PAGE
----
Jess Pasco's face during her treatment.
Jess Pasco's face during her treatment.

‘My pimple could’ve killed me’

WARNING: Graphic images

ONCE upon a time, Jess Pasco probably would have ignored the little pimple under her nose.

When it disappeared but left a small patch of dry redness behind, the 32-year-old might not have thought much about it.

But her shock experience with melanoma just a year earlier meant she took herself to the doctor to have it looked at, just to be safe.

Good thing, too. That harmless pimple turned out to be a potentially serious skin cancer called a Basal Cell Carcinoma.

"A year earlier, I wouldn't have known what you're meant to look for," Ms Pasco told news.com.au.

"Like most people, I thought skin cancer was just a black mole. If I wasn't conscious like I am now, I wouldn't have thought anything of it and would've ignored it."

Left too long, it could have developed into a far more aggressive cancer and eventually spread throughout her body.

She caught it early but it was far from a walk in the park for the Perth-based public servant, who had a reaction to the treatment process.

"When you have a skin cancer on your face, cutting it out isn't really preferable. It can leave a pretty big scar. So I was given this cream for eight weeks that basically gets your immune system to attack the cancer.

"I had a severe reaction. It was a massive sore - much bigger than the cancer itself. It was really red, painful pus-filled. I had it for probably four months."

 

Jess Pasco thought she had a pimple but it ended up being skin cancer.
Jess Pasco thought she had a pimple but it ended up being skin cancer.

 

As uncomfortable as it made her and despite all of the questions it prompted, Ms Pasco said it was much better than the alternative.

Barely 12 months earlier, she was at her GP for a check-up when she decided to ask him about an odd-looking freckle on her leg.

"I was living in Melbourne for uni a while before that and noticed a freckle that had grown and changed colour, but I didn't really do anything about it.

"The doctor told me if I was concerned, I could have it cut out there and then. I had a few stitches but they didn't take, which is apparently a sign of cancer."

Biopsy results revealed it was a level three melanoma, the stage before it spreads elsewhere in the body, and would have to be completely removed.

The stage three skin cancer that was cut out of Jess Pasco's leg.
The stage three skin cancer that was cut out of Jess Pasco's leg.

 

Jess Pasco's leg after her melanoma was removed.
Jess Pasco's leg after her melanoma was removed.

 

Dr Sally Phillips from life insurance specialist TAL said more than 70 per cent of Australians don't know the warning signs of skin cancer.

"Skin cancers can present in many forms. It can be a sore, itching, scaly skin, tenderness, an odd freckle, a mole that changes in size or colour … there are many signs," Dr Phillips said.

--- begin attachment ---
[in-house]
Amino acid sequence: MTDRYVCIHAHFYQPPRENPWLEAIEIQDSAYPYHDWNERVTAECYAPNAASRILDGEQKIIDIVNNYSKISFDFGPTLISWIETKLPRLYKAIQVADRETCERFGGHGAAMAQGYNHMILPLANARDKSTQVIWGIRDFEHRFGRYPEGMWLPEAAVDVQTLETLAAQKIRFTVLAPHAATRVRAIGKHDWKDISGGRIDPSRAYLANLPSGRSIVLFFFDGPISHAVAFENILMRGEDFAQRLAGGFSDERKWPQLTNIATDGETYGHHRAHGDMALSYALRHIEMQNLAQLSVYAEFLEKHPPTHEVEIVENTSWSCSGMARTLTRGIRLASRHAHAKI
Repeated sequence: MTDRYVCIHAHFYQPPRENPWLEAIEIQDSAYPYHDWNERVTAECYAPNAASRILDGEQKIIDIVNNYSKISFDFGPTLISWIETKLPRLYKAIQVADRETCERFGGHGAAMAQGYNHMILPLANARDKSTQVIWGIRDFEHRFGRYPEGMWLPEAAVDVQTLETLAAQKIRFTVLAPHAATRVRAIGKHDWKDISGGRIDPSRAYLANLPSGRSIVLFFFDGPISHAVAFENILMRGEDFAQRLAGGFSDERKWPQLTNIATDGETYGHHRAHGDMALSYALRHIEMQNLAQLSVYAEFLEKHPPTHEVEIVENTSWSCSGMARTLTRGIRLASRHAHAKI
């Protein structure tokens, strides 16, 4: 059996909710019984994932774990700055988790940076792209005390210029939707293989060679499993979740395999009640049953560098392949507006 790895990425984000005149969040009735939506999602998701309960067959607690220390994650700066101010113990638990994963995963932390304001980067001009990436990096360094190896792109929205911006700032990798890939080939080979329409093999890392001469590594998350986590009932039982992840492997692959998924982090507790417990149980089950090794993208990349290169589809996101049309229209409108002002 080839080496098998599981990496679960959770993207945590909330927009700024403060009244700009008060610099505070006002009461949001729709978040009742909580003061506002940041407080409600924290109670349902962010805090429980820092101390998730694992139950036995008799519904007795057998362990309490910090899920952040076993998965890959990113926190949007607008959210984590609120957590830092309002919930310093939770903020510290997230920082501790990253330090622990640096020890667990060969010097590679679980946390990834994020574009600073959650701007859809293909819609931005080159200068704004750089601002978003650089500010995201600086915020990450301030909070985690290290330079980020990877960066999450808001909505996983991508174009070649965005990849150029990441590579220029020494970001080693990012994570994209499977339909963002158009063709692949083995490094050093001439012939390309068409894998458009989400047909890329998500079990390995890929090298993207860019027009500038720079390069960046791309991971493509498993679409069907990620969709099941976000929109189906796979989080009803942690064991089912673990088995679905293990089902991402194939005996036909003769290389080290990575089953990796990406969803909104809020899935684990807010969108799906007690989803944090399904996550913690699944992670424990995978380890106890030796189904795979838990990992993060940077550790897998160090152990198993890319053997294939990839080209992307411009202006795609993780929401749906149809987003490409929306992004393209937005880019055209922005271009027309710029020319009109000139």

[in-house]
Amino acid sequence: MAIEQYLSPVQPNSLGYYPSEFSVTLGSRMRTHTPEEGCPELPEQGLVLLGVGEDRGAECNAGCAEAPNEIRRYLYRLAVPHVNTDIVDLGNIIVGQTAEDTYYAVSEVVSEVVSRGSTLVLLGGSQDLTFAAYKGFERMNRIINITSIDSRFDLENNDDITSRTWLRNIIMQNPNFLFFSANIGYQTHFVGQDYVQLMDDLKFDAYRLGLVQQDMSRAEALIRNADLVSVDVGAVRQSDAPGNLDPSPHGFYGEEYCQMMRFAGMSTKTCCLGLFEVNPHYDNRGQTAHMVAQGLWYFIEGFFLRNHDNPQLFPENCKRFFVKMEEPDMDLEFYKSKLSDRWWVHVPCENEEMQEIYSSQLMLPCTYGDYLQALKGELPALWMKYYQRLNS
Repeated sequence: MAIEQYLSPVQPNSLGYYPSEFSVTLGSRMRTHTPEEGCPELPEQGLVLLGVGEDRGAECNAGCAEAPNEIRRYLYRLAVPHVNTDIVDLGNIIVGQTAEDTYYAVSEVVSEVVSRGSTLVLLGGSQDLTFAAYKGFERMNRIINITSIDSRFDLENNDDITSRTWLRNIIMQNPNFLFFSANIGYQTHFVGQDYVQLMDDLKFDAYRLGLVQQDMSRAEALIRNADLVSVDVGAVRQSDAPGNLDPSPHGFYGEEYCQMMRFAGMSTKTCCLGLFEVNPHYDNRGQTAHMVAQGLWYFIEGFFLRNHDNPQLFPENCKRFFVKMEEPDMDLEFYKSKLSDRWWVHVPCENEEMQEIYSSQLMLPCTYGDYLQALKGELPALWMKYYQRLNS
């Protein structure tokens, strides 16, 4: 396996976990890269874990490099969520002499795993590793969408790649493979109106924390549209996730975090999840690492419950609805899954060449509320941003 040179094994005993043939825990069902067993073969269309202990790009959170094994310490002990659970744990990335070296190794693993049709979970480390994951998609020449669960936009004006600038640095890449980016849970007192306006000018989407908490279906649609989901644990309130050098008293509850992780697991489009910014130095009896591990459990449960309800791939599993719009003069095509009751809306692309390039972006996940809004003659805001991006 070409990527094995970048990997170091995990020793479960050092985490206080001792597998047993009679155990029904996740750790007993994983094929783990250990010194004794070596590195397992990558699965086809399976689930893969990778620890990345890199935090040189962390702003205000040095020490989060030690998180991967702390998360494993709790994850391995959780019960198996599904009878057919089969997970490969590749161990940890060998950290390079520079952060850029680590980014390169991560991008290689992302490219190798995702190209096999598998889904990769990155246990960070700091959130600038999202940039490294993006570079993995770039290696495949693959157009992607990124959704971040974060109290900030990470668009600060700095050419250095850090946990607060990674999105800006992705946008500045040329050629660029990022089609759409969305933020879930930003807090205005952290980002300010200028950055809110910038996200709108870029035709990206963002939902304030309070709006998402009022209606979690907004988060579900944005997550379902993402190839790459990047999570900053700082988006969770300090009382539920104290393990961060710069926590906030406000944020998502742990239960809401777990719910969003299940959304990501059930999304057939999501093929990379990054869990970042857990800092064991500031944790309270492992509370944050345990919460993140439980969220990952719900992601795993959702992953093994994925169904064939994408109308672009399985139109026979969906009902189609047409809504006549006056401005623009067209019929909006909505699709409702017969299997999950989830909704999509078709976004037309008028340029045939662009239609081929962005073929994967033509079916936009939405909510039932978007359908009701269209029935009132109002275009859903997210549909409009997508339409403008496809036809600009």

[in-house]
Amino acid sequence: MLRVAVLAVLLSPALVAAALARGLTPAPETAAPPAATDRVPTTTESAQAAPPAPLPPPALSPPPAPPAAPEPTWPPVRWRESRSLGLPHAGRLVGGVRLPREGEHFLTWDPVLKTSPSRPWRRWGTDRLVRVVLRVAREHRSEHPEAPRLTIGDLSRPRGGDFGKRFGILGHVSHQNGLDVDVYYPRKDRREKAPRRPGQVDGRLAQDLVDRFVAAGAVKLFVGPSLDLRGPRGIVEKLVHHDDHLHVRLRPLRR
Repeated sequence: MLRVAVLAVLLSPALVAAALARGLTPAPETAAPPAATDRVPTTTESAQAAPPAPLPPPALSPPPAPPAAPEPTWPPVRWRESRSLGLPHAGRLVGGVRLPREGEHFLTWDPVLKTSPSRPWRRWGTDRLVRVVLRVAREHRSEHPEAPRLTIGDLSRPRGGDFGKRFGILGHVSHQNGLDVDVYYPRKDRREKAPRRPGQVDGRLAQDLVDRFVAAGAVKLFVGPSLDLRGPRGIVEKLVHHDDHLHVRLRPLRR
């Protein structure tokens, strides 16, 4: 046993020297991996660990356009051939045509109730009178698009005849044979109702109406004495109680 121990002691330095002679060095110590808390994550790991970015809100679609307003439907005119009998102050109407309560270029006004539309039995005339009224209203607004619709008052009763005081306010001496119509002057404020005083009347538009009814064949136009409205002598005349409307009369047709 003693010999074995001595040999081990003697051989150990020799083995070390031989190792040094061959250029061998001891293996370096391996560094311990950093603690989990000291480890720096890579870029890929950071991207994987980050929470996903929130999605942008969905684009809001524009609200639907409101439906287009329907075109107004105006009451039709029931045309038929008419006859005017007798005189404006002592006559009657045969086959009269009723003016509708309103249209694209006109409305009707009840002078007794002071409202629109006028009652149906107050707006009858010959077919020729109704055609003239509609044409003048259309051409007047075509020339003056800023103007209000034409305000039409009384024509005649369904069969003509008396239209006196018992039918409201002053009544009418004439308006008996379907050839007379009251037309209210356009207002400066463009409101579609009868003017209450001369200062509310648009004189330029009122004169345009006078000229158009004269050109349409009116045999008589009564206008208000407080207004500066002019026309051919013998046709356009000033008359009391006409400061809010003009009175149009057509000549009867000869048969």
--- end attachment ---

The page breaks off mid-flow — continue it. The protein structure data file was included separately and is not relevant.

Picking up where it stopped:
"We know that we have to do preventive things - the slip, slop, slap message - but I think the message has to be more about early detection. It hasn't gotten through."

 

Hugh Jackman has been vocal about the importance of sunscreen after his latest skin cancer treatment. Picture: @RealHughJackman
Hugh Jackman has been vocal about the importance of sunscreen after his latest skin cancer treatment. Picture: @RealHughJackman

 

Julia Morris urged her fans to get skin checks and wear sunscreen after a painful skin cancer removal procedure.
Julia Morris urged her fans to get skin checks and wear sunscreen after a painful skin cancer removal procedure.

 

Research commissioned by TAL found just 36 per cent of people have had a skin check in the past 12 months, while 30 per cent have never had one.

Two in three Australians will be diagnosed with some form of skin cancer before they are 70, but 45 per cent are not aware of how prevalent it is.

 

Dr Sally Phillips provides a free skin check to a beachgoer at Bondi Beach’s TAL SpotChecker. Picture: supplied
Dr Sally Phillips provides a free skin check to a beachgoer at Bondi Beach’s TAL SpotChecker. Picture: supplied

 

"Our research has shown that people think it's a difficult thing to do and they don't know where to go. The perceived cost is an issue for some," Dr Phillips said.

There's also a perception that getting a check is time consuming or inconvenient.

"But really, it's a 15-minute appointment and it's so easy, and most of the time the cost is covered by Medicare.

"There are things we can do ourselves, like standing in front of a mirror once a month for 10 minutes and getting to know our skin. And once a year, you should get to a GP or a skin cancer clinic for a thorough check."

 

Thirty per cent of Aussies have never had a skin check, but two-in-three will develop skin cancer in their lifetimes.\
Thirty per cent of Aussies have never had a skin check, but two-in-three will develop skin cancer in their lifetimes.\

 

The survival rate for early stage melanoma is 98 per cent, but that figure slumps to less than 50 per cent for stage four skin cancers.

"Fifteen minutes can save your life and save you so much grief as well."

- This summer, TAL is running free pop-up skin screenings at beaches across the country in a bid to raise awareness of the importance of regular checks.

- The TAL SpotChecker begins its national tour at Surfers Paradise on the Gold Coast this weekend, before moving on to Cottesloe Beach in Perth, Harold and Cynthia Anderson Reserve in Adelaide, and St Kilda Beach in March in January.

- For more details and to sign up for a scan, visit tal.com.au/tal-spotchecker


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